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[ NNSquad ] Re: Is the bandwidth hog a myth?

Benoit Felten of the Yankee Group challenges the "myth of the bandwidth hog" used by ISPs to fight network neutrality:


He argues that TCP is inherently fair (though he does not address UDP).

This is definitely not true; TCP implements a pretty weak form of "fairness" that is different (and worse) than the common sense definition of the term. George Ou and Lawrence Roberts have explained this several times.

Even assuming fair bandwidth sharing, it's questionable whether it's a good idea for an ISP to run a link at 100% utilization which tends to increase latency.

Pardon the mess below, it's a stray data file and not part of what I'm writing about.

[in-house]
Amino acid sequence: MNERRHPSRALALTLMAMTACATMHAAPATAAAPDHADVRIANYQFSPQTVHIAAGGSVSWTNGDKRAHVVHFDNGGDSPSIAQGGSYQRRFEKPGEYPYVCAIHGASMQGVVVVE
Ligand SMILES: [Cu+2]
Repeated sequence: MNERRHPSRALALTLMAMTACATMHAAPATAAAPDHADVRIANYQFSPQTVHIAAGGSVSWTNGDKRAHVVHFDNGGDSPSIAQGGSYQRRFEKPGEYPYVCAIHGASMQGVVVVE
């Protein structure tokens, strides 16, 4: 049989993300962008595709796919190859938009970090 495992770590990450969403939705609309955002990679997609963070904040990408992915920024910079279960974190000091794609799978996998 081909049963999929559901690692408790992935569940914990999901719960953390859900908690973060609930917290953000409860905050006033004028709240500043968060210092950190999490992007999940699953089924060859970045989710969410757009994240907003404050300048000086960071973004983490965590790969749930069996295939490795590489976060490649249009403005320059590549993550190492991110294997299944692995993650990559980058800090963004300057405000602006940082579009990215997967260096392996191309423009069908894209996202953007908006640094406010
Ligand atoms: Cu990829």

I agree that we should be worrying about actual congestion rather than just assuming that the customers who transfer the most data are likely to be causing any congestion that may exist. (To throw in an anecdote, I have noticed virtually no congestion on my broadband for years; perhaps none of my neighbors are "hogging" and thus no one in my neighborhood should be punished.) This type of monitoring will likely be more expensive than simply counting bytes, so we should be careful not to add too much cost here (I wouldn't want the Internet to becoming like the PSTN, which is a giant accounting/billing system that also completes phone calls).

Interestingly, the much-reviled Comcast is actually a leader in this area, with their protocol-neutral bandwidth management that tracks actual congestion (or "near-congestion"). Perhaps once this system has been improved with experience (I hesitate to say "perfected") Comcast will find that caps are unnecessary and do away with them.

Wes Felter